Super Bowl

Olay’s Debatable Super Bowl Pivot

28 Jan , 2020  

One of the interesting brands to watch on this year’s sold-out Super Bowl is Olay, the global skin care brand owned by P&G. Olay advertised on the Super Bowl in 2019 but is taking a very different approach in 2020. It is not clear how well it will work.

Olay 2019

Last year Olay ran a classic and safe Super Bowl ad. The brand hired Sarah Michelle Gellar, famous for her role in Buffy the Vampire Slayer, to star in an ad that was a parody of a slasher film. The message was clear: Olay transforms your skin. You can watch the ad here.

The spot combined celebrity and high production values to deliver a clear and product focused message.

Olay 2020

This year, Olay is taking a very different approach, supporting a cause instead of focusing on a product benefit. The brand is partnering with Girls Who Code, a nonprofit that works to increase the number of women in computer science.

Olay is still investing in celebrities. This year’s spot features Lilly Singh, Busy Philipps, Taraji Henson and Katie Couric, as well as a retired NASA astronaut. Olay is donating $1 for every Tweet using #MakeSpaceforWomen.

While the final spot is not yet available, the teaser seems to be very focused on the cause and space. You can watch a teaser of the ad here.

The Challenge

Olay’s shift is part of a trend in marketing. Brands are spending more and more time talking about causes, embracing a brand purpose. The theory is that employees and customers want to feel good about the brands they use and support.

The question is whether a cause really drives purchase. Will more people use Olay because the brand supports women going into computer science? Perhaps. I suspect the product benefit – its impact – is ultimately more important.

The challenge with cause marketing is that there needs to be a clear link between the brand and the cause. Patagonia, for example, fights for the environment, and that fits perfectly with its brand positioning. Verizon supported first responders in its Super Bowl ad, and that was a bit more a stretch. Budweiser promoted wind energy last year in its Super Bowl ad, and is not repeating that approach. I suspect people don’t pick a beer because it uses wind power.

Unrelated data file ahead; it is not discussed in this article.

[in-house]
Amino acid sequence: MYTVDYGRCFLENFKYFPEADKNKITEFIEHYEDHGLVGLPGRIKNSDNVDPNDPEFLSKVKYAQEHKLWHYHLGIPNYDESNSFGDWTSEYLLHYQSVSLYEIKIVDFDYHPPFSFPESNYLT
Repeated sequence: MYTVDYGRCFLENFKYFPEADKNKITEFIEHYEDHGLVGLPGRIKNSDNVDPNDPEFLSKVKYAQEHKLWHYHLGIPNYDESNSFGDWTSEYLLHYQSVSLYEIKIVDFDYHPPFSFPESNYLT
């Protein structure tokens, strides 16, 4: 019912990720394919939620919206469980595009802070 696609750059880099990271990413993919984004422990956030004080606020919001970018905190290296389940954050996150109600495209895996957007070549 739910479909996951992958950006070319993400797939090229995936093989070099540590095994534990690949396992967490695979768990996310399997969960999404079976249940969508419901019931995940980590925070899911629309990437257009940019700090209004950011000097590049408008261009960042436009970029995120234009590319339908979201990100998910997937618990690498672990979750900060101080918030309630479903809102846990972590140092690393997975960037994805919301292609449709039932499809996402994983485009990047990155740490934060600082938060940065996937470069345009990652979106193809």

Olay’s teaser spot certainly did not resonate well with my Kellogg MBA classes – people questioned the linkage and wondered about the questionable use of humor.

For P&G, and all the other brands embracing causes on the Super Bowl this year, creating a strong linkage is critical if the effort is going to produce results.



Leave a Reply

Archives

Conversation Across the Site

  • David Rose { This sounds very very difficult. You put alot of energy into it and obviosly care. I would suggest you focus on the room and let... }
  • M E Lesniak { I think you picked the wrong hill to stand on. You work at one of the most expensive degree factories in the country and I’m... }
  • Stephen Calkins { Forgiveness based on income? What if it is a wealthy family that figured borrowing cheaply was a good deal, but there is massive wealth? What... }
  • Todd Holscher { Transparency in pricing is a very good idea. Students will still susceptible to the influence of marketing and advertising by colleges, but it’s the right... }
  • Emita Hill { Vast sums of money. Alternatively provide more support to state schools so they can lower tuition and maybe to privates strictly for scholarships. }
  • David Rose { Tim, I dont think your views are balanced. You obviously are being paid by these loans. The money has been given to your university and... }
  • Read more Comments »

Collaborate with Tim

Tim helps companies around the world build great brands. To schedule a program or event click here. To learn more about Tim’s books, click here.